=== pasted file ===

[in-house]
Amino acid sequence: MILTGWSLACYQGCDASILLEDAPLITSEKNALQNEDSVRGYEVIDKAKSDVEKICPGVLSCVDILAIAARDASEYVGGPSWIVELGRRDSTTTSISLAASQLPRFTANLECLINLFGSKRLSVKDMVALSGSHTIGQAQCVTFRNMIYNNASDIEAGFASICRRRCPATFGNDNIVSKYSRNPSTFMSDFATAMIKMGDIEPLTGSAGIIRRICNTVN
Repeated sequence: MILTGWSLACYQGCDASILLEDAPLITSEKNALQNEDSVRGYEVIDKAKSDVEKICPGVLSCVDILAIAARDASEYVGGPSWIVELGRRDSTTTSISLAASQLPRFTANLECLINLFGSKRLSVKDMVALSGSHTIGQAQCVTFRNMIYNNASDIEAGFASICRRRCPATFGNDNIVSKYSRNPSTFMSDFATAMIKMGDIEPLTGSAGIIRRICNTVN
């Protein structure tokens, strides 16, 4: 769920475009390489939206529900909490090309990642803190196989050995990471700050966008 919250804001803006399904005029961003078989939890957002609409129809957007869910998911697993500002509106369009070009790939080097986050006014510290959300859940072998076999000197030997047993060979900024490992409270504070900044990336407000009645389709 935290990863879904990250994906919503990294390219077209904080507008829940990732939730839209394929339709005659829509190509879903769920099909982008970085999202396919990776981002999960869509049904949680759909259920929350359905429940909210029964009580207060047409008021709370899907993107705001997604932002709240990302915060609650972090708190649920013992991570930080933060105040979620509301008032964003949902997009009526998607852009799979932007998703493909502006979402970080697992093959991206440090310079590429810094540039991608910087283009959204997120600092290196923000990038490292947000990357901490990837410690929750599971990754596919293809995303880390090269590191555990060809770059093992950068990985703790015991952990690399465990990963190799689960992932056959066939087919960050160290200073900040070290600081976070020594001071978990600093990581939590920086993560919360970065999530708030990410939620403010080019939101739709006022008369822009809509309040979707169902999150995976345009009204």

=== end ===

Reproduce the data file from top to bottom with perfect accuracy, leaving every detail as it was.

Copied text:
[in-house]
Amino acid sequence: MILTGWSLACYQGCDASILLEDAPLITSEKNALQNEDSVRGYEVIDKAKSDVEKICPGVLSCVDILAIAARDASEYVGGPSWIVELGRRDSTTTSISLAASQLPRFTANLECLINLFGSKRLSVKDMVALSGSHTIGQAQCVTFRNMIYNNASDIEAGFASICRRRCPATFGNDNIVSKYSRNPSTFMSDFATAMIKMGDIEPLTGSAGIIRRICNTVN
Repeated sequence: MILTGWSLACYQGCDASILLEDAPLITSEKNALQNEDSVRGYEVIDKAKSDVEKICPGVLSCVDILAIAARDASEYVGGPSWIVELGRRDSTTTSISLAASQLPRFTANLECLINLFGSKRLSVKDMVALSGSHTIGQAQCVTFRNMIYNNASDIEAGFASICRRRCPATFGNDNIVSKYSRNPSTFMSDFATAMIKMGDIEPLTGSAGIIRRICNTVN
């Protein structure tokens, strides 16, 4: 769920475009390489939206529900909490090309990642803190196989050995990471700050966008 919250804001803006399904005029961003078989939890957002609409129809957007869910998911697993500002509106369009070009790939080097986050006014510290959300859940072998076999000197030997047993060979900024490992409270504070900044990336407000009645389709 935290990863879904990250994906919503990294390219077209904080507008829940990732939730839209394929339709005659829509190509879903769920099909982008970085999202396919990776981002999960869509049904949680759909259920929350359905429940909210029964009580207060047409008021709370899907993107705001997604932002709240990302915060609650972090708190649920013992991570930080933060105040979620509301008032964003949902997009009526998607852009799979932007998703493909502006979402970080697992093959991206440090310079590429810094540039991608910087283009959204997120600092290196923000990038490292947000990357901490990837410690929750599971990754596919293809995303880390090269590191555990060809770059093992950068990985703790015991952990690399465990990963190799689960992932056959066939087919960050160290200073900040070290600081976070020594001071978990600093990581939590920086993560919360970065999530708030990410939620403010080019939101739709006022008369822009809509309040979707169902999150995976345009009204």